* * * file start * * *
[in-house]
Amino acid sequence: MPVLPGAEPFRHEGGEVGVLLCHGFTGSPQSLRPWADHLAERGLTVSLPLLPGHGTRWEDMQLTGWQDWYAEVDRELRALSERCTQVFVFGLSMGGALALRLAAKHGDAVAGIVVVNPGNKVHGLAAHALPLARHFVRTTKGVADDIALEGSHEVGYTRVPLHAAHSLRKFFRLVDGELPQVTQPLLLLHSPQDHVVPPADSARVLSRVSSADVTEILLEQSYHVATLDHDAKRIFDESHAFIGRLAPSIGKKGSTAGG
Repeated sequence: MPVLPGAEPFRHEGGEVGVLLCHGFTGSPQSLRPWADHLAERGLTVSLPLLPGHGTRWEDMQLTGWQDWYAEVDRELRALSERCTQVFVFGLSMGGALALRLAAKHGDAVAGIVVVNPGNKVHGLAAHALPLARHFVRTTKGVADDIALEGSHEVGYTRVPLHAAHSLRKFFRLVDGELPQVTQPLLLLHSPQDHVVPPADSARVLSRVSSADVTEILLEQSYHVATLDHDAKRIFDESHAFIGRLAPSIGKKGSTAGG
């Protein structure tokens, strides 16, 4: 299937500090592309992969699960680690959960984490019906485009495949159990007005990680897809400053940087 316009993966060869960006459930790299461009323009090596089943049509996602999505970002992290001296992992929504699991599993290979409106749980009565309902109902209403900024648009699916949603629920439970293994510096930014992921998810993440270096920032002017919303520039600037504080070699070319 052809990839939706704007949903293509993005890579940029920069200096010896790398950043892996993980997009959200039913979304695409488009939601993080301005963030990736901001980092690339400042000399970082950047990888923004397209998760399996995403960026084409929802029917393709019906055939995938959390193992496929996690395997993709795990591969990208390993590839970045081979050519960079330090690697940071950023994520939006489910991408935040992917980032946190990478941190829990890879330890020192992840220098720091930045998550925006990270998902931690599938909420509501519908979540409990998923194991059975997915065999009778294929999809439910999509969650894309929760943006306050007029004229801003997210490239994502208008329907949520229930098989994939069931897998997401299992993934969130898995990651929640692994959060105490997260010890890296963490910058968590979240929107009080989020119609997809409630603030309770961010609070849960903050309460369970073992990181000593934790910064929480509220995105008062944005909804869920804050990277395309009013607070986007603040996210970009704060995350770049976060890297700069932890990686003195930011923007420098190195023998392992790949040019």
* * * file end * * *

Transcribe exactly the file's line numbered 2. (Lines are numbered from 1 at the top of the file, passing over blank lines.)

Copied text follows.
Amino acid sequence: MPVLPGAEPFRHEGGEVGVLLCHGFTGSPQSLRPWADHLAERGLTVSLPLLPGHGTRWEDMQLTGWQDWYAEVDRELRALSERCTQVFVFGLSMGGALALRLAAKHGDAVAGIVVVNPGNKVHGLAAHALPLARHFVRTTKGVADDIALEGSHEVGYTRVPLHAAHSLRKFFRLVDGELPQVTQPLLLLHSPQDHVVPPADSARVLSRVSSADVTEILLEQSYHVATLDHDAKRIFDESHAFIGRLAPSIGKKGSTAGG